T-SQL Tuesday #46 – Rube Goldberg Machine
September 10, 2013 1 Comment
T-SQL Tuesday is a recurring blog party, that is started by Adam Machanic (Blog | @AdamMachanic). Each month a blog will host the party, and everyone that want’s to can write a blog about a specific subject.
This months topic is about being creative with SQL Server, and how you sometimes bend the rules a little bit, to fix a problem. This might not be the best solution, but it’s the only solution or quickest solution at the time. Everyone has a story like that, and so do I…
Just like a normal project: no budget
A few years back, I worked for a company as a web developer and team-DBA. One of our projects was to build a new warning system, so administrators and developers knew if something went wrong in the production environment. But the checks (like heartbeats, disk space checks, etc.) needed to be stored in SQL Server. But instead of creating budget for a new SQL Server, they told us to solve it with SQL Express.
The version we used was SQL Server 2005 Express, and all went well in the development phase. But the moment we tested the new system in the test environment, the data grew exponentially within a few hours. And after a few days, we stopped the test, because we couldn’t use a single database anymore. The checks generated close to 4 GB of data each month, and that’s the limit for SQL Server 2005 Express edition.
Solving it, MacGyver-style
So we needed to come up with a solution within a few days. And there was no possibility to change to a full SQL Server license. So we needed to find a solution, that worked with SQL Express. We finally solved it with a 3rd party tool, that was able to run SQL Server Agent jobs on the machine, which contained a single step, that started a stored procedure. This stored procedure contained a lot of dynamic SQL (yes, I’m sorry, but we had no other option at the time), that moved data into an archive database.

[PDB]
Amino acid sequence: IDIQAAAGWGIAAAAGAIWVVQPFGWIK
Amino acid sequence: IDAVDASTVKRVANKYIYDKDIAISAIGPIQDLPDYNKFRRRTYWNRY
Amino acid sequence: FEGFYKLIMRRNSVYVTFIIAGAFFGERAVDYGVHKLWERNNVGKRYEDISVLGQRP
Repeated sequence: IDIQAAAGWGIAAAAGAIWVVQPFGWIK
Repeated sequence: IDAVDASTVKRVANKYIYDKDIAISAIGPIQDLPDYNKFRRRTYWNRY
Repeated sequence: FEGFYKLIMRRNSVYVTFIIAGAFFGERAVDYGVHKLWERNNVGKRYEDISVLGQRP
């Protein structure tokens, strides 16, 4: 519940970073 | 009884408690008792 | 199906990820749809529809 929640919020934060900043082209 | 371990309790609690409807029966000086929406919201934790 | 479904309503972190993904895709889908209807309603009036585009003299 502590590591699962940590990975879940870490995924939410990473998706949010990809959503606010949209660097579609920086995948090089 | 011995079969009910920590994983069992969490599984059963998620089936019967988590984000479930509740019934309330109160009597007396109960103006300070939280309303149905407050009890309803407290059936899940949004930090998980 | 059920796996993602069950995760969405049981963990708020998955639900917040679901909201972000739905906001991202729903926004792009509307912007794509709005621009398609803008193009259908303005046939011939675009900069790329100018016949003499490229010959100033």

The job ran every night at a few minutes past midnight. The stored procedure first checked if there was data in the database, that was older than today. If so, it than checked if there was an archive database for that month. If there wasn’t a database, it created a database with a dynamic name: “Archive” + “_” + %ApplicationName% + “_” + %Month% + “-” + %Year%.
So now that we made sure there was an archive database, we moved the data from the day(s) before today to the archive database. The flow would look something like this:
Don’t try this at home kids!
So you can image that, looking back at this solution, I’m not proud of the path we were forced to choose. The technical solution however, is something that I look back on with pride. Back then I just started working with SQL Server, and didn’t have a lot of experience with building these types of solutions. But the solution we build was pretty stable. The only downside was, that if the job didn’t run at night for some reason, we needed to move the data by hand during the day. And because the database ran in “production” (there was a possibility of running transactions) we needed to move the data bit by bit, without locking the SQL server. This meant that if the job didn’t ran, I would spend most of the day moving data, waiting for that operation to finish, moving the next chunk of data, and so on.
So in the end, the man hours we put into it probably didn’t weigh up to a SQL Server license, but that would have made a cleaner solution. But in the end, the manager was right (unfortunately). We never found the time after that to perfect the checks, and the system administrators went with another 3rd party application, because it was easier to maintain. So a full SQL Server license would have been wasted money after all, if we couldn’t use that for another project. But looking back, it was a great experience to build it, and to design such a solution.